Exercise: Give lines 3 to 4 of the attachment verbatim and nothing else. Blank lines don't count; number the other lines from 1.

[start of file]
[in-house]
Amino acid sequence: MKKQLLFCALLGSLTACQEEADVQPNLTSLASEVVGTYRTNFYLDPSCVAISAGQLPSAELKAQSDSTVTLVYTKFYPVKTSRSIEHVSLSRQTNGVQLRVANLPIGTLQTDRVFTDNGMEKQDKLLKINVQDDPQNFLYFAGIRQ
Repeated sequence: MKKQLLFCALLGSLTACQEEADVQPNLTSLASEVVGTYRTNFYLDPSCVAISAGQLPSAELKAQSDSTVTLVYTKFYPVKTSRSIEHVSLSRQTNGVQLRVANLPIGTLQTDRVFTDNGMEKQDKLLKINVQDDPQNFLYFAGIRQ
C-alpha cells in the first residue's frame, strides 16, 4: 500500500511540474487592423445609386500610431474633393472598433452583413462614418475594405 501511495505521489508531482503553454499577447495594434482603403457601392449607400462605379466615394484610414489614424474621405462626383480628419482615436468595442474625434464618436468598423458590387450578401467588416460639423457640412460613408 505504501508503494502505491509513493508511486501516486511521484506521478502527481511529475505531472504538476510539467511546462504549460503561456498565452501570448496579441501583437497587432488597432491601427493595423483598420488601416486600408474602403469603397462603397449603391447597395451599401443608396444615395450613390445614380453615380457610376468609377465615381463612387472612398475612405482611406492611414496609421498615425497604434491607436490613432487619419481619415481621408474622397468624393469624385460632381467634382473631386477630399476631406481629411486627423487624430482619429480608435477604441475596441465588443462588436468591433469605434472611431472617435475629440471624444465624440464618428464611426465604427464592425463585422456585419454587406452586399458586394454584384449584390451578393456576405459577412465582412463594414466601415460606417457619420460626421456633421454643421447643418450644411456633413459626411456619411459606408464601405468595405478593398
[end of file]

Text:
Repeated sequence: MKKQLLFCALLGSLTACQEEADVQPNLTSLASEVVGTYRTNFYLDPSCVAISAGQLPSAELKAQSDSTVTLVYTKFYPVKTSRSIEHVSLSRQTNGVQLRVANLPIGTLQTDRVFTDNGMEKQDKLLKINVQDDPQNFLYFAGIRQ
C-alpha cells in the first residue's frame, strides 16, 4: 500500500511540474487592423445609386500610431474633393472598433452583413462614418475594405 501511495505521489508531482503553454499577447495594434482603403457601392449607400462605379466615394484610414489614424474621405462626383480628419482615436468595442474625434464618436468598423458590387450578401467588416460639423457640412460613408 505504501508503494502505491509513493508511486501516486511521484506521478502527481511529475505531472504538476510539467511546462504549460503561456498565452501570448496579441501583437497587432488597432491601427493595423483598420488601416486600408474602403469603397462603397449603391447597395451599401443608396444615395450613390445614380453615380457610376468609377465615381463612387472612398475612405482611406492611414496609421498615425497604434491607436490613432487619419481619415481621408474622397468624393469624385460632381467634382473631386477630399476631406481629411486627423487624430482619429480608435477604441475596441465588443462588436468591433469605434472611431472617435475629440471624444465624440464618428464611426465604427464592425463585422456585419454587406452586399458586394454584384449584390451578393456576405459577412465582412463594414466601415460606417457619420460626421456633421454643421447643418450644411456633413459626411456619411459606408464601405468595405478593398